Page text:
Evidence maps guide drugmakers to gold
Steve Clark, Nic Gwatkin and Chantal Hinds of Optum discuss the benefits of evidence maps to view data in disease areas.
If you showed Google Earth and Google Maps to your great-grandfather, his white-bearded jaw would drop. He’d marvel at the effortless zoom from a satellite view of planet earth to a roadmap of his hometown to a street view of his house.
Similar advances in data assembly are changing the way pharma companies look at information on products moving from the research pipeline into the commercial sphere.
The breakthrough is called an evidence map. At first glance, it resembles a standard information grid constructed in Microsoft Excel. But what it delivers is a unique, interlinked and concentric view of every domain a medication touches en route from design and synthesis to clinical testing and review, to the insurance formulary, the pharmacy shelf, and the patient’s home.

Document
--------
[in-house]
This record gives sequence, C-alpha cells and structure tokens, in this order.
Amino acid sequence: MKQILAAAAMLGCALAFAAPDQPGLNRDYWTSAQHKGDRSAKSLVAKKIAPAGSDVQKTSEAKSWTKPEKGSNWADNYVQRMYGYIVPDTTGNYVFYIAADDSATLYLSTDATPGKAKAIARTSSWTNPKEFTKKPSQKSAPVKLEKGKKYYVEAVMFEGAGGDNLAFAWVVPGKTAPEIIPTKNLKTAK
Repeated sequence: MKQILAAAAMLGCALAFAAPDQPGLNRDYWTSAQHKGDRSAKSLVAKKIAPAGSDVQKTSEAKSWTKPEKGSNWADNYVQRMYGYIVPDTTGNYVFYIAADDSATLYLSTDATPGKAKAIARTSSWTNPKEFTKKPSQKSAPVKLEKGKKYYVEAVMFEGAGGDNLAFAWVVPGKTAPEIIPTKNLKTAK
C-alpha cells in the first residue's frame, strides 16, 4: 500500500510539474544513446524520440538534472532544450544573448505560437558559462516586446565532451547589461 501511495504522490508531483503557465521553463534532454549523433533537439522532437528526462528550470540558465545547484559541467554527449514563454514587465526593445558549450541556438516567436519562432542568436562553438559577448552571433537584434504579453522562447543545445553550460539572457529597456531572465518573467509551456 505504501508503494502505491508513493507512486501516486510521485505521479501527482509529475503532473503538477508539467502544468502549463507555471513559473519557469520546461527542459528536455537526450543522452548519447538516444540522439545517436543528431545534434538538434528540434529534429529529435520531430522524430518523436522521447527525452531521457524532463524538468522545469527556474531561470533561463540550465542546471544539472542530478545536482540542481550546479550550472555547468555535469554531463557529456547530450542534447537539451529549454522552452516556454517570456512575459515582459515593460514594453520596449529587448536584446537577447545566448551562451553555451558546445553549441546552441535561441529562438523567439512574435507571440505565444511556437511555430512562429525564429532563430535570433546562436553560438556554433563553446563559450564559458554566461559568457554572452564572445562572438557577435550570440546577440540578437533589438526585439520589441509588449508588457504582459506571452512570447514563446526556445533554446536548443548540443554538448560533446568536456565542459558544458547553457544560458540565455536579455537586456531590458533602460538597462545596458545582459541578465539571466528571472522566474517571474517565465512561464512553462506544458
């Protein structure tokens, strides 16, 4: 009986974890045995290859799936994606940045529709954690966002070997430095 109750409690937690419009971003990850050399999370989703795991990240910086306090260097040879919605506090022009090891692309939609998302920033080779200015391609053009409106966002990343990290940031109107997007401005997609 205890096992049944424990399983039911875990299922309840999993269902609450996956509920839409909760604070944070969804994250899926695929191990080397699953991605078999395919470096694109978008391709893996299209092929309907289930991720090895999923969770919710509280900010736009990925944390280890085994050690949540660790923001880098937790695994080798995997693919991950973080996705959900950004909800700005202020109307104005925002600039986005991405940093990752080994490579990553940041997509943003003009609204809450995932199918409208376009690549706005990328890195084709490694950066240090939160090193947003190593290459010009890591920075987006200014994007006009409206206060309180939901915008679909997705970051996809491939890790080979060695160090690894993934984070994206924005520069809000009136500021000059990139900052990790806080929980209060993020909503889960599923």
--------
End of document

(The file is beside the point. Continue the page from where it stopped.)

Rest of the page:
Five reasons to create an evidence map:
1. To provide a single, integrated window onto current standards of treatment for a disease, segmented by patient population and showing the gaps in care
2. To understand the value components of a therapy, including what kind of investment is required to overcome a value threshold
3. To compile relevant input from clinicians, academic scientists, patient groups, regulators and everyone involved in health technology assessment
4. To learn which stakeholders and key opinion leaders have the greatest influence on payer decisions
5. To see how the media is treating reimbursement decisions by payers and public statements by thought leaders who influence the guidelines.
Much of the information I’m describing is available from various sources. You can study trial results in peer-reviewed journals, scan blogs that track every move of the Food & Drug Administration (FDA), attend academic meetings, pore over the message boards of patient support groups and analyze prescription claims data.
The trouble is doing all of that would become a full-time job. And there would be no easy way to format or update what you learned. An evidence map answers the need, with categories on the grid that are tailored to each species of data you’re trying to track.
Gathering the data